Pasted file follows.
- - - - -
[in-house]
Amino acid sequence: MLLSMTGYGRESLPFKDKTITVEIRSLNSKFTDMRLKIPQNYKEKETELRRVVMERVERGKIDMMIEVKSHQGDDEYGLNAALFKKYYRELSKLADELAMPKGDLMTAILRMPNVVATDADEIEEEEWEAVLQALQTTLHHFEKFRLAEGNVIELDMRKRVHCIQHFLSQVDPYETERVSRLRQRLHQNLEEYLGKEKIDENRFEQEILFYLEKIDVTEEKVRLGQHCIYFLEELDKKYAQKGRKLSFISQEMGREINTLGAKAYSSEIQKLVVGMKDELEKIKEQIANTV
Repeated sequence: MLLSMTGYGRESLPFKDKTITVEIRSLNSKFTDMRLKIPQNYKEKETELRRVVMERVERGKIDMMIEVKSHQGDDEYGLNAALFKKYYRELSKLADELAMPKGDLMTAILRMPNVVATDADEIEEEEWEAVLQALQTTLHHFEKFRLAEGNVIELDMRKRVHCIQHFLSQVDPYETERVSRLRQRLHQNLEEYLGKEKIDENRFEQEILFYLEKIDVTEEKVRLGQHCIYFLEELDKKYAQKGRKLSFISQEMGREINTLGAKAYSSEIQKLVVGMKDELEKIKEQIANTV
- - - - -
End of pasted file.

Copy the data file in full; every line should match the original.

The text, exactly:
[in-house]
Amino acid sequence: MLLSMTGYGRESLPFKDKTITVEIRSLNSKFTDMRLKIPQNYKEKETELRRVVMERVERGKIDMMIEVKSHQGDDEYGLNAALFKKYYRELSKLADELAMPKGDLMTAILRMPNVVATDADEIEEEEWEAVLQALQTTLHHFEKFRLAEGNVIELDMRKRVHCIQHFLSQVDPYETERVSRLRQRLHQNLEEYLGKEKIDENRFEQEILFYLEKIDVTEEKVRLGQHCIYFLEELDKKYAQKGRKLSFISQEMGREINTLGAKAYSSEIQKLVVGMKDELEKIKEQIANTV
Repeated sequence: MLLSMTGYGRESLPFKDKTITVEIRSLNSKFTDMRLKIPQNYKEKETELRRVVMERVERGKIDMMIEVKSHQGDDEYGLNAALFKKYYRELSKLADELAMPKGDLMTAILRMPNVVATDADEIEEEEWEAVLQALQTTLHHFEKFRLAEGNVIELDMRKRVHCIQHFLSQVDPYETERVSRLRQRLHQNLEEYLGKEKIDENRFEQEILFYLEKIDVTEEKVRLGQHCIYFLEELDKKYAQKGRKLSFISQEMGREINTLGAKAYSSEIQKLVVGMKDELEKIKEQIANTV